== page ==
Posts Tagged ‘Technology’

The Rise of Mobile Microentrepreneurs

September 14, 2012

A simple and widely available tool – the mobile phone – is creating substantial impact in the developing world, changing the lives of low-income individuals, especially in rural communities. Today, 6 billion mobile phones are being used throughout the world, with approximately 75 percent of users living in developing countries.

In Indonesia, “mobile microentrepreneurs” like the one pictured here are already helping other poor people in their community find jobs and get information on market prices for their goods.

In Indonesia, “mobile microentrepreneurs” are already helping other poor people in their community find jobs and get information on market prices for their goods.

Recognizing the opportunity offered by this technology, Grameen Foundation and eBay Foundation began working together this summer to build solutions that address market challenges facing microentrepreneurs in Indonesia. Our joint effort will support Grameen Foundation’s Mobile Microfranchise initiative, which currently works with a network of more than 10,000 women microentrepreneurs, heavily concentrated in the West Java region.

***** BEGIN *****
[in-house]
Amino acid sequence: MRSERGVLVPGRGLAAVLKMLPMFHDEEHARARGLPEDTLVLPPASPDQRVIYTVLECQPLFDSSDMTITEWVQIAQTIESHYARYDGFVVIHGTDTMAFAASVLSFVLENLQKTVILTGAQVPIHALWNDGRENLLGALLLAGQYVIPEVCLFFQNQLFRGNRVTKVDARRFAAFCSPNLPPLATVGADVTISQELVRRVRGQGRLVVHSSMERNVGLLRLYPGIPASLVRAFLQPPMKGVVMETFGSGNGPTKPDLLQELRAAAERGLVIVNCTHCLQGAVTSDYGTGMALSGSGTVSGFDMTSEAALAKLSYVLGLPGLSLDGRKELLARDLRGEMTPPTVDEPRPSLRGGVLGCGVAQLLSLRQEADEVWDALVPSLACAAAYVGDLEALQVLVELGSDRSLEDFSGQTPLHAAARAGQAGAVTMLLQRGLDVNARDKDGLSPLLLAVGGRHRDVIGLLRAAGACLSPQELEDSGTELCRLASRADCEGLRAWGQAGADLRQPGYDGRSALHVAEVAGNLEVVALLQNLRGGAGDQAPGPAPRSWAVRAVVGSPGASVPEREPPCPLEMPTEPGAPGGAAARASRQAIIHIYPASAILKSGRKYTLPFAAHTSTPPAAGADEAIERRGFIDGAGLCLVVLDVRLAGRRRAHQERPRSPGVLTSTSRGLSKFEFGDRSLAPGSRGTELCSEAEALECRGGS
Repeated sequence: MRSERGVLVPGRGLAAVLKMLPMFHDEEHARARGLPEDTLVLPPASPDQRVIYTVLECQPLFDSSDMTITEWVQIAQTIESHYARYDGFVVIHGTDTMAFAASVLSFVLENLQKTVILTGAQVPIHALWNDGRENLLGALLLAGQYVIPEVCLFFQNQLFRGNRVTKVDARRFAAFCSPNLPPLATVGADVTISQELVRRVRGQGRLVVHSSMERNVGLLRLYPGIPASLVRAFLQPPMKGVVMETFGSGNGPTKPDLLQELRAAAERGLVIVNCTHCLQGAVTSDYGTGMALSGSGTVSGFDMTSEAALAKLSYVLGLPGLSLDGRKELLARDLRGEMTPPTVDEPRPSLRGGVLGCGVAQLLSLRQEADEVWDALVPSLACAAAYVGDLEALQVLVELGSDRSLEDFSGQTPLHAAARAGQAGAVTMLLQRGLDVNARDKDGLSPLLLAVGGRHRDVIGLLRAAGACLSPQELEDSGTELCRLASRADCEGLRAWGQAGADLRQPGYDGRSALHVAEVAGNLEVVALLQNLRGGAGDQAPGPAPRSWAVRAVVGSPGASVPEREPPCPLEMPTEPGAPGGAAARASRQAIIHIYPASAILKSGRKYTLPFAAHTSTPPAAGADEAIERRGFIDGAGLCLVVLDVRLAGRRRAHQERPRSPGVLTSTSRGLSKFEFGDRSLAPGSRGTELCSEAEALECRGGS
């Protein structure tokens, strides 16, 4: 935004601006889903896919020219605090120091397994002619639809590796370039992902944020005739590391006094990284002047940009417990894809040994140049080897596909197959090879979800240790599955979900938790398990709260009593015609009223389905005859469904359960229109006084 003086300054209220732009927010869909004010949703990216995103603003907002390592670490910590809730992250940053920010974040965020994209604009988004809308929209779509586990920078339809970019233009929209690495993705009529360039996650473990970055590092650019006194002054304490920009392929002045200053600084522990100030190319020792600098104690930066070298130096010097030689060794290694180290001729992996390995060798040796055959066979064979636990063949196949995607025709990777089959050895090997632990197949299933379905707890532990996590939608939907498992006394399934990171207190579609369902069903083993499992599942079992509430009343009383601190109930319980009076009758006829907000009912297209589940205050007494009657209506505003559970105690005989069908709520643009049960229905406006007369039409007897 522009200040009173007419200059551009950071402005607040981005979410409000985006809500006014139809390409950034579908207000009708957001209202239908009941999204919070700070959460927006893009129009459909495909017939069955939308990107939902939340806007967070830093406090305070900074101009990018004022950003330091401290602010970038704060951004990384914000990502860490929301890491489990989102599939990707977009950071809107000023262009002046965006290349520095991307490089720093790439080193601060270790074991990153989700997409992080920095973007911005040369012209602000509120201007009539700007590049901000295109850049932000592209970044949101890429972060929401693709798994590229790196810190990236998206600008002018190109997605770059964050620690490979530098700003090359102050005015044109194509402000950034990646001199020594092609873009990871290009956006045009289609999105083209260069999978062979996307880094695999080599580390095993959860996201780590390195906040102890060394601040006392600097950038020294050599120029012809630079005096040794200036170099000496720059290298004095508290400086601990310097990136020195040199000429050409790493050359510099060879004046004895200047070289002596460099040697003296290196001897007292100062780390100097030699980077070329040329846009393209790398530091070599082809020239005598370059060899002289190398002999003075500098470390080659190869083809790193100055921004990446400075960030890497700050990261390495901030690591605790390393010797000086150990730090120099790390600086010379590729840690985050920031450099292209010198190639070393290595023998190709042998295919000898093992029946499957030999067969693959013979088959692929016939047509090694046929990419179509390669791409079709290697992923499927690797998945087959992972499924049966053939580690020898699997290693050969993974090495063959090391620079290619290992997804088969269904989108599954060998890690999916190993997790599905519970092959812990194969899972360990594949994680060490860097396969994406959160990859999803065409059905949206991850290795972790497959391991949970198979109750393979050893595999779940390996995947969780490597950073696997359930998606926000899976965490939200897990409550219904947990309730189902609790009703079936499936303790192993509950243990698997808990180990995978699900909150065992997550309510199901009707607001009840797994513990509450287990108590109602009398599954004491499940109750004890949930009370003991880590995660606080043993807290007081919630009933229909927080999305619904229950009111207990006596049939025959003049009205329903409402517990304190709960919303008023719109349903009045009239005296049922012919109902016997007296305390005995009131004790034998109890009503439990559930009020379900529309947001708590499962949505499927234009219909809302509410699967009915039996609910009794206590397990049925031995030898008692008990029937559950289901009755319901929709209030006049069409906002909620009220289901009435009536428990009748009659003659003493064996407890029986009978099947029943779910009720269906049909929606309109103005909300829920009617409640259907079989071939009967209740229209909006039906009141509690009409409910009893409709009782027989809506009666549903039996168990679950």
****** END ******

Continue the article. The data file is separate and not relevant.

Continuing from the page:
This network, which is managed by Ruma – a social enterprise that Grameen Foundation helped to incubate and grow – currently reaches more than 1 million customers.

In this piece on The Huffington Post, Alex Counts, President and CEO of Grameen Foundation, and Lauren Moore, Head of Global Social Innovation for eBay Inc., and President of eBay Foundation, discuss our new collaboration.

Reporting from Hong Kong

June 14, 2012

Shannon Maynard is Director of Bankers without Borders®, Grameen Foundation’s skilled-volunteer initiative. Maynard has more than 15 years of experience in nonprofit management and volunteer mobilization. Before joining Grameen Foundation, she served as Executive Director of the President’s Council on Service and Civic Participation, and managed strategic initiatives for the Corporation for National and Community Service, a federal agency. This post is the first in a four-part series.